All in all the writing is stellar (I’m a big fan of the dialogue. The subtext in particular.) and of course the performances are just mesmerizing especially by the great Lee Seung-min.
The Legend of Anle is an exemplar of how to waste likeable charismatic actors on a misguided production. I’m not sure what went wrong first as I’m not privy to the behind the scenes happenings. I never read source materials beforehand so it’s not about misplaced expectations. Given her track record of late you’d think a show with Dilraba as the titular character would have much more professional polish. It is astonishing in that regard that this show feels like it’s written for children. Anyone who has watched any amount of C dramas for a substantial period of time will recognize not only the tired use of tropes but experience these cut and paste flashes of far superior revenge period dramas seen previously. Even the trial to address the primary grievance meant to be the pinnacle moment of the story falls flatter than a soggy piece of crepe.
Where do I start? There’s just far too much that could be said. It’s true I like my historical dramas serious although I can tolerate a bit of humour but the first five episodes made me die a little inside. A girl boss going by the name of Ren Anle enters the political stage. Or should I say hurls herself into the limelight. She offers the emperor 30 000 of her naval forces as dowry to marry the crown prince, Han Ye (Gong Jun). She flirts shamelessly with him and turns every conversation they have about their impending nuptials even though he insists he will only marry Di Ziyuan, the girl he was betrothed to by his grandfather. This gets quite repetitive and repetition becomes the modus operandi for the rest of the story. The show has even less respect for audience than usual. What’s worse is that just about everyone including the emperor seems to think that this undignified young woman is amusing and should be taken seriously. For me it breaks immersion. I can’t take the show seriously. Even when the show takes on a more serious tone, the writing is unconvincing.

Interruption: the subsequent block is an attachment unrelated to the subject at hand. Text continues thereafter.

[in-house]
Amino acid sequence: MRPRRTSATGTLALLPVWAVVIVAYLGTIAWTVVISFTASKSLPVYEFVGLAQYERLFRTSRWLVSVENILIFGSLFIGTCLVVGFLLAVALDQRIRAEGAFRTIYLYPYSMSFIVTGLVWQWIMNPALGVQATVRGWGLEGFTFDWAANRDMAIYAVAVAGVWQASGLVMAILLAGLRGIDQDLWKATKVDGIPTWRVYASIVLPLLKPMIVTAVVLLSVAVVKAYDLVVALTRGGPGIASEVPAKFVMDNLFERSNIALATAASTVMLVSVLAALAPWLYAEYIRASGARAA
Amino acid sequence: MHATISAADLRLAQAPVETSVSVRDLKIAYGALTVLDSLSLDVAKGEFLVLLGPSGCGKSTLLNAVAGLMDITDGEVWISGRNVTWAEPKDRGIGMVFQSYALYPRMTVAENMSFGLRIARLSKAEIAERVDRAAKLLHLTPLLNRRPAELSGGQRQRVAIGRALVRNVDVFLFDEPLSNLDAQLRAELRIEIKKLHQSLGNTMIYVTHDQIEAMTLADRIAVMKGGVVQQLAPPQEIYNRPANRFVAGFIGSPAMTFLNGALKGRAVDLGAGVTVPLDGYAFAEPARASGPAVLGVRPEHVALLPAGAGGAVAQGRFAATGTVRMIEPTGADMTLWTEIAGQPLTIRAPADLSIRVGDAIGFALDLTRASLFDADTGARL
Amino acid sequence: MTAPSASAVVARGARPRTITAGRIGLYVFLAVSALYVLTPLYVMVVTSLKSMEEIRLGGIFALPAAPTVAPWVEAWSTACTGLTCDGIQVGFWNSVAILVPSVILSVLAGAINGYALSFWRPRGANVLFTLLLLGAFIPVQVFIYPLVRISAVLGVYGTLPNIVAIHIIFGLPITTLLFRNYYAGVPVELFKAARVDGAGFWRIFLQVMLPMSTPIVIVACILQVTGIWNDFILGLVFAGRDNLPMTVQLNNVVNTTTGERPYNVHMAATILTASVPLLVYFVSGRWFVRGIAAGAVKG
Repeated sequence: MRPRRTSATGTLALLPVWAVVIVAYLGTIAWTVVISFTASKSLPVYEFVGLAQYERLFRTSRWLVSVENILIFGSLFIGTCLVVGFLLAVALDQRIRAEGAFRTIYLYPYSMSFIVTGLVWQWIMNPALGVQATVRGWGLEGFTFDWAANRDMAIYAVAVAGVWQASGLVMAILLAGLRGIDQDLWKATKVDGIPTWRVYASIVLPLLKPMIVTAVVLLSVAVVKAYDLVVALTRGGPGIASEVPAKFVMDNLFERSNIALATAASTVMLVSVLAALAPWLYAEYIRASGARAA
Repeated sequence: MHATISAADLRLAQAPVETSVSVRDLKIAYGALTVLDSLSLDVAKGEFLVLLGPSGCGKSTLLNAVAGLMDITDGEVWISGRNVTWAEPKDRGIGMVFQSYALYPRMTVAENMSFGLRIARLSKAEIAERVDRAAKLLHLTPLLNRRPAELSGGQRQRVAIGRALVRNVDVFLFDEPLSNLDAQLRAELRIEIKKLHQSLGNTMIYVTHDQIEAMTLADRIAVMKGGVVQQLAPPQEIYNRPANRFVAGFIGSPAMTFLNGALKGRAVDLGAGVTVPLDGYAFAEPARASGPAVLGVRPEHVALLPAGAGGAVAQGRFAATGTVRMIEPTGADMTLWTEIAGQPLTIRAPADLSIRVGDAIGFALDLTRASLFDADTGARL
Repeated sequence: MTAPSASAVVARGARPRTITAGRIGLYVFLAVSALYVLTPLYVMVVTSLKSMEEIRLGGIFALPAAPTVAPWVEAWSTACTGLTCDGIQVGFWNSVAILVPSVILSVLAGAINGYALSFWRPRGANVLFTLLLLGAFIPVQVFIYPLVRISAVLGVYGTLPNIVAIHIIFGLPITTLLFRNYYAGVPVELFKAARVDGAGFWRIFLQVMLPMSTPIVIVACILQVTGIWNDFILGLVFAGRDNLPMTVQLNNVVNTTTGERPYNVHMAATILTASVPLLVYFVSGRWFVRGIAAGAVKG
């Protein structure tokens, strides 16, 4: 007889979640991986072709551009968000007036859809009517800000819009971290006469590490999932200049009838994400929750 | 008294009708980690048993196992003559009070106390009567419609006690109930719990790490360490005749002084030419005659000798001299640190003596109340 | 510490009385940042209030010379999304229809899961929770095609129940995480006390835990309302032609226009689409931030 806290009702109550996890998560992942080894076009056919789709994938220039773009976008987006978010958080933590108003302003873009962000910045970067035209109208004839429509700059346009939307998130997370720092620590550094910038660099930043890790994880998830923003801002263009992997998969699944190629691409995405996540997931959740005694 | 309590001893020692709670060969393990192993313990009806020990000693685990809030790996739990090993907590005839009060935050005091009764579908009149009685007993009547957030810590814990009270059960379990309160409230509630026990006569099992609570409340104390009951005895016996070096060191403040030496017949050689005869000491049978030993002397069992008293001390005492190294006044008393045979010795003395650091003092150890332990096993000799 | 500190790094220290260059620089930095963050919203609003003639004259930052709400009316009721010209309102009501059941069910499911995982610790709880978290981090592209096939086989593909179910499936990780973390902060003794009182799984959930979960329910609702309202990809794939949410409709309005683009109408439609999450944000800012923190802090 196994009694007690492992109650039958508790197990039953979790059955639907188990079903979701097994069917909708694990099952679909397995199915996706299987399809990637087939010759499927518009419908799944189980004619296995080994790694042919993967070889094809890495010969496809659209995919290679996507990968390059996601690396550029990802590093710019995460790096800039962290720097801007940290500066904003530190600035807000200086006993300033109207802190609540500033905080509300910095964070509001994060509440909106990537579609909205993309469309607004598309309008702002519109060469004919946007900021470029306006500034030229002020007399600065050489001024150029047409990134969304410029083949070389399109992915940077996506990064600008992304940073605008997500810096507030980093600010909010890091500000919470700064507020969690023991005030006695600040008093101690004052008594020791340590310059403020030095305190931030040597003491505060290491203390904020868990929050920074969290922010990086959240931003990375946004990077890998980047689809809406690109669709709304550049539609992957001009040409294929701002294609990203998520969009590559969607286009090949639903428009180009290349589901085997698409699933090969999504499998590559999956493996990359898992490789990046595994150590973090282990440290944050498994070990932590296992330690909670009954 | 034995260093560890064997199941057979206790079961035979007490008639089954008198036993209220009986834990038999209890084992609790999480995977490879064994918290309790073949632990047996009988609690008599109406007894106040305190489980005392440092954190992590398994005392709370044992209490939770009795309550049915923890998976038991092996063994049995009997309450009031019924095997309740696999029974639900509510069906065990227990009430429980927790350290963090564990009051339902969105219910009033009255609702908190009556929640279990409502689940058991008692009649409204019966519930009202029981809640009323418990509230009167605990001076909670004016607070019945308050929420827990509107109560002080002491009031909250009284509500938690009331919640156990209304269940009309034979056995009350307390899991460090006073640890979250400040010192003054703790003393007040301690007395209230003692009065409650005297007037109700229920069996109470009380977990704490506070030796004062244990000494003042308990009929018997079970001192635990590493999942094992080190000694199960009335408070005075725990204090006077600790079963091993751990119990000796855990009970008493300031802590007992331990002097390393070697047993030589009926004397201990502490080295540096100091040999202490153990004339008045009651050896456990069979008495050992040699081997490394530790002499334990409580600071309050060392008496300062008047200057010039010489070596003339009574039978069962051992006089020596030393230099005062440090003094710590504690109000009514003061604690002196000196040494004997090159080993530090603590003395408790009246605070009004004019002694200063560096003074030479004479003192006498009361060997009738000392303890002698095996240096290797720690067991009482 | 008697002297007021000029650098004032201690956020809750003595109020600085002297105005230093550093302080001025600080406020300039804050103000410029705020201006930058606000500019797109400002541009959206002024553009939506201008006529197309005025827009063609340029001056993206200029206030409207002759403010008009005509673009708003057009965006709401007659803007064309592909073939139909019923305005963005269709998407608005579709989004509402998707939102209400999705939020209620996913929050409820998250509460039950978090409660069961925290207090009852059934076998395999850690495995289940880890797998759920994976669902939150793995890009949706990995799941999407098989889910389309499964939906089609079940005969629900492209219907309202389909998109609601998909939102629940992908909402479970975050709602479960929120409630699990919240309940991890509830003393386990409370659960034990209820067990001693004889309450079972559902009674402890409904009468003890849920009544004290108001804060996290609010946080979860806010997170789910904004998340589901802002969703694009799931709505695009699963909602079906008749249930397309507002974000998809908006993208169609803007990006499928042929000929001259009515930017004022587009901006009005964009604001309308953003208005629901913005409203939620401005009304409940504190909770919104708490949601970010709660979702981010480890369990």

A lot of C dramas don’t really understand television and many don’t even know that the principle of “show don’t tell” is a thing. This production in particular commits all the worst writing sins in spades. There are characters whose only job in the story is to stand around to tell the audience how other characters are feeling and how to think about a scene (just in case we’ve missed it after all aforementioned regurgitation of facts). There are crucial moments that take place off-screen and filled in by lengthy exposition dumps often in conversations between two characters. It’s scarcely surprising then that there’s so much on the nose dialogue.
At the end of the day, I’m doing this for love of Gong Jun. The guy is born to do historical dramas. Moreover I do like his character a lot because he’s a good lad. And not much gets past him. Furthermore the crown prince is a self-sacrificing and sensitive soul who is a worthy successor to the throne. It’s a fact practically bashed over the audience’s head as if we’re incapable of coming to the conclusion on our own. What’s more puzzling is all the talk about how awful the emperor is. Over and over again we’re told that he’s a terrible tyrant capable of unthinkable horrors. A despot who doesn’t deserve the throne. But I’m not sure he’s all that bad from what I see with my own eyes. He may be accused of impotence at times. However he’s certainly no worse than most drama emperors clinging on to power and surprisingly more reasonable than others. There’s certainly not enough of him to denounce him unequivocally as the personification of evil.
Dilraba does her best with what she’s been given. On paper she’s a good fit although the character is pretty much a Mary Sue. Unfortunately I don’t think her schemes are that amazing to warrant all the effusive praise that’s heaped on her by others. Her best buddy co-conspirator Luo Mingxi played by Liu Yuning is probably better fleshed out than the romantic leads. I actually like Liu Yuning more in this than in The Long Ballad. I also like his dynamic here with the courtesan Linglan although I can see it’s all one sided on her part.
The roles are well cast. On paper this could have been good. And while there is some semblance of a plot, it feels like a bunch of hacks hijacked and took over the steering of this ship.
Clearly the FF button exists for a show such as this.